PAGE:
Sunday, 10 August 2014

Life begins at 40.....champagne bottles?

This summer finds yours truly forty and to numb the pain, I am having three birthday parties.
The first was at the beginning of summer for my friends. A hundred people were invited and most came!

My wife had 36 bottles of Champagne, so I was hoping to equal that. As the day slipped into the night and the corks continued to pop, the final tally was 42 bottles of Champagne.

The Champagne used was Antoine de Clevecy, non vintage bought from Sainsbury's for £14.00, down from £22.00. It was a very drinkable fizz,that was not too mousse  in the mouth. The taste was a light citrus and toffee biscuit flavour. Great value for the money and perfect for the occasion.
As my t-shirt advised on the day "Relax".
Here is to the next forty years.Cheers!



Friday, 11 July 2014

Tea-dance

This week I found myself at a 1940's tea-dance, complete with wartime cakes,stew and a wonderful performance of the jitter-bug. It was a time to dress up with costumes ranging from Spivs to land girls, Home Guard to Evacuees. Yours truly put on his Grandfather's uniform, that saw action at Monte-Cassino among others. The medals are made up from badges I had when I was a kid and are just a bit of fun.

It was a terrific evening enjoyed by all and when everything was cleared away, I retreated home, for a glass of wine.

Dusting off a bottle of Argentinian Malbec, I noticed the year and wondered if it had gone over? 2005 may be pushing it a little but there was still life in the bottle.
The colour was a deep dark red all the way to the rim. The nose was not overly smoky as I remember it, last time I drank the wine.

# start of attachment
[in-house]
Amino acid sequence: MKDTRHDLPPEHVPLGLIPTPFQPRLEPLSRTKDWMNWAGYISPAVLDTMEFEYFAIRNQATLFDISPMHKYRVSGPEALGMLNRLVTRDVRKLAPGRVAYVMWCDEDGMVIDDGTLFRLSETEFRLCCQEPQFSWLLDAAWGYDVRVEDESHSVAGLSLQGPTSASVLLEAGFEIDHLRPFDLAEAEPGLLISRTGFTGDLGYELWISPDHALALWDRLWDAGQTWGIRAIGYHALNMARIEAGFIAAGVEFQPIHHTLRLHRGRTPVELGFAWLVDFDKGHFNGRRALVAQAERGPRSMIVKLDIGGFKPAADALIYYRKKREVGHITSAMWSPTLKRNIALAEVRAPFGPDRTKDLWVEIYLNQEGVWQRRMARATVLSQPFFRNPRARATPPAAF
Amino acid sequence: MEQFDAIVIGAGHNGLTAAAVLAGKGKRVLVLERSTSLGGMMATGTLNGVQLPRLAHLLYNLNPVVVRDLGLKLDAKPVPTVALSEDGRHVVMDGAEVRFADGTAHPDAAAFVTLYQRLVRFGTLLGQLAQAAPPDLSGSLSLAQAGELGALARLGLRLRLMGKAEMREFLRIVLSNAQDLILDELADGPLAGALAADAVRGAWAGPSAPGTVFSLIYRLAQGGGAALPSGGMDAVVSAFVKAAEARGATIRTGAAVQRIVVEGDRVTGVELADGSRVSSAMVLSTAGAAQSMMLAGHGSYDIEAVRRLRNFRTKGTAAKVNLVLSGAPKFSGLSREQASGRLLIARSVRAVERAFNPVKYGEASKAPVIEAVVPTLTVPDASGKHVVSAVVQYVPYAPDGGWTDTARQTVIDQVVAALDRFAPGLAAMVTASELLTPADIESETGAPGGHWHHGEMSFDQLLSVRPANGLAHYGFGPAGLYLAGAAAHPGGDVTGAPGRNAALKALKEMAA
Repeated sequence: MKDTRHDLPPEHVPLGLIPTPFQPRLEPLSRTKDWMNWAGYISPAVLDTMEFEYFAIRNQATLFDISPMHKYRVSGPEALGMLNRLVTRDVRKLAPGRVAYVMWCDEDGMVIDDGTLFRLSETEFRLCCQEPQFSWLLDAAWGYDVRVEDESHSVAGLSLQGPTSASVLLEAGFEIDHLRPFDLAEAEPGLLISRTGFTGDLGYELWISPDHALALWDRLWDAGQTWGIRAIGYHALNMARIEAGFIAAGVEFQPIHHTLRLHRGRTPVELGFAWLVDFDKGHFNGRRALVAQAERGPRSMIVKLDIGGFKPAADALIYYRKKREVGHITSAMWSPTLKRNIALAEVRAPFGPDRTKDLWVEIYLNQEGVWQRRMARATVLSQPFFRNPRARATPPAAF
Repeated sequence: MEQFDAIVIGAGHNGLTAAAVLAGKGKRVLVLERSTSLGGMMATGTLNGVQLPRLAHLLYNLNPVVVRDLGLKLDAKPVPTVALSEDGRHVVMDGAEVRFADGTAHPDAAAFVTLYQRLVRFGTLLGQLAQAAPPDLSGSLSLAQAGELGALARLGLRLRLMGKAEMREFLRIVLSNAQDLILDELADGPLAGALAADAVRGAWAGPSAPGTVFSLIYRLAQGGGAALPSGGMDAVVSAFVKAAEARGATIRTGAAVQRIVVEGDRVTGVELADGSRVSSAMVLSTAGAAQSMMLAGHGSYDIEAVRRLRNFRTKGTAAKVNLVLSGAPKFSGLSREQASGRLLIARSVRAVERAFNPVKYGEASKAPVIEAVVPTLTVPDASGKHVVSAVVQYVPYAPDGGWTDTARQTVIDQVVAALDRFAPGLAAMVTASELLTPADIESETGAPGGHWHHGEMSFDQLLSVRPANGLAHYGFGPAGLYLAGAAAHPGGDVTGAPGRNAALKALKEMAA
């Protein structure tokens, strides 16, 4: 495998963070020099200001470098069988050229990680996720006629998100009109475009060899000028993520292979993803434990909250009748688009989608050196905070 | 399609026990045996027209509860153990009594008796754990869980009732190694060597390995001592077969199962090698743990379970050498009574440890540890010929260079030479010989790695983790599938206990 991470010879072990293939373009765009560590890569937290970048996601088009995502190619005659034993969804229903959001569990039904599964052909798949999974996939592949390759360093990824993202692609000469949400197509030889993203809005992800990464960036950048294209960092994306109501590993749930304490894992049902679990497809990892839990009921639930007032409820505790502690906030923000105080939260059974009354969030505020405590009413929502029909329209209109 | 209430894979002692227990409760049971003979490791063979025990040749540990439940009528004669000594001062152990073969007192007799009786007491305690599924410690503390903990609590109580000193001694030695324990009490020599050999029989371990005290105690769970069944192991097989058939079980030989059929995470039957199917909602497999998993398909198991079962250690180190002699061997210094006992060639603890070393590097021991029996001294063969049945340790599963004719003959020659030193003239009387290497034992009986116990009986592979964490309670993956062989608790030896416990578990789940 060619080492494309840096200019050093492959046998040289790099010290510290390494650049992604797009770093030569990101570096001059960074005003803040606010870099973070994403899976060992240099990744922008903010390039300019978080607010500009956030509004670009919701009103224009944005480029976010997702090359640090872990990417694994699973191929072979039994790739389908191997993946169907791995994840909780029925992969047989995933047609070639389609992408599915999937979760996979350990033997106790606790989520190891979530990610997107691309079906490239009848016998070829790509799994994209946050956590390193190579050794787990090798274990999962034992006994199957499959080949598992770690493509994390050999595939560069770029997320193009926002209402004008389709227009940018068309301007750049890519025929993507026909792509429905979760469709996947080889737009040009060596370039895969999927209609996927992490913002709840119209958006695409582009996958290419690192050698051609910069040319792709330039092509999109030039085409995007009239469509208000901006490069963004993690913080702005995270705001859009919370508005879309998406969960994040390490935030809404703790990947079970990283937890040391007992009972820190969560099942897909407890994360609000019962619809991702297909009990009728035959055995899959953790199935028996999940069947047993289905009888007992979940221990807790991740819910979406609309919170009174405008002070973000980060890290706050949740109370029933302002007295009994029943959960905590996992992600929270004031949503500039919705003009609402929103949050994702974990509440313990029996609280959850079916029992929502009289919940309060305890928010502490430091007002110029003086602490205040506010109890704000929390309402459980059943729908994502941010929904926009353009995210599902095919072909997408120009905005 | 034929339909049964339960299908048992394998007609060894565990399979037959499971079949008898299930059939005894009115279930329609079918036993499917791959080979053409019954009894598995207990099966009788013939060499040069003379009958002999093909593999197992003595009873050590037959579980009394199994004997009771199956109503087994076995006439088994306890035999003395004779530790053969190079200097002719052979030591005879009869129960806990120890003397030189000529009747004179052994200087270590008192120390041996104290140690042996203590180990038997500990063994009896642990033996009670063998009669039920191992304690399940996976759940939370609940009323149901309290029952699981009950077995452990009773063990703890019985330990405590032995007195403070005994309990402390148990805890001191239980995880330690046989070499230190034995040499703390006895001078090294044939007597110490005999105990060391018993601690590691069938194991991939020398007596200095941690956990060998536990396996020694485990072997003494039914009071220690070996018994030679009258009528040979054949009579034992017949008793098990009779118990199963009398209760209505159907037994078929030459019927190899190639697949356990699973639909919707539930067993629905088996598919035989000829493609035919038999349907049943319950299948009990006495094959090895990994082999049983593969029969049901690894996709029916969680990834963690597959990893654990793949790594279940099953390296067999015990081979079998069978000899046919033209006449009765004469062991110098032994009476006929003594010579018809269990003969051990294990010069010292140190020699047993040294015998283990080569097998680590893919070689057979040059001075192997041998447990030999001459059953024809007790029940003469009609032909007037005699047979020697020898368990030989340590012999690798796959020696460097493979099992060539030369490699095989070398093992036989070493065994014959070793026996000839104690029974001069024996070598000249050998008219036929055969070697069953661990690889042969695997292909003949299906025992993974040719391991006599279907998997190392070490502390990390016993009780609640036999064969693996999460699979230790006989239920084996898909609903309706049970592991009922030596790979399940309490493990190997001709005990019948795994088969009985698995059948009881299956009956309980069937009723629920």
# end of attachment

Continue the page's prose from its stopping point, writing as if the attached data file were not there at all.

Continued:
The Malbec grapes were delicious, full of dark berry fruits of blackcurrant and blackberry, mixed with chocolate notes.
The wine has a long finish,dominated by sweet tannins.
But like the wine, after a tea-dance, one can get tired.

Monday, 7 July 2014

Home-made Pizza

Saturday is a busy day in most people's houses. We spend the morning running the kids around to different clubs, on errands or undertaking some DIY with the radio tuned religiously to "Sounds of the Sixties" with Brian Matthews. The third of these is normally my lot.
We do re-group for lunch and this is where the home-made pizza comes in.
The process starts in the early hours of Saturday morning, when I can be found hand mixing the dough.
I know it can be done in a blender, but it can also be bought at shops too.
By the end of the 60's  show, the dough is ready to be knocked down. Two hours later and the dough can be rolled out into trays.
We keep it simple, with just tomato and cheese toppings. Some of the dough is made into small rolls, perfect with garlic butter or Italian virgin olive oil.

It has been know for lunch to be rolled over into supper, on the days when the cricketing pony choir are putting on a show, or the youth Drama and Brass are putting something on in town. Supper means the possibilities of wine, an event that singularly is the only thing to enhance my crafted pizzas.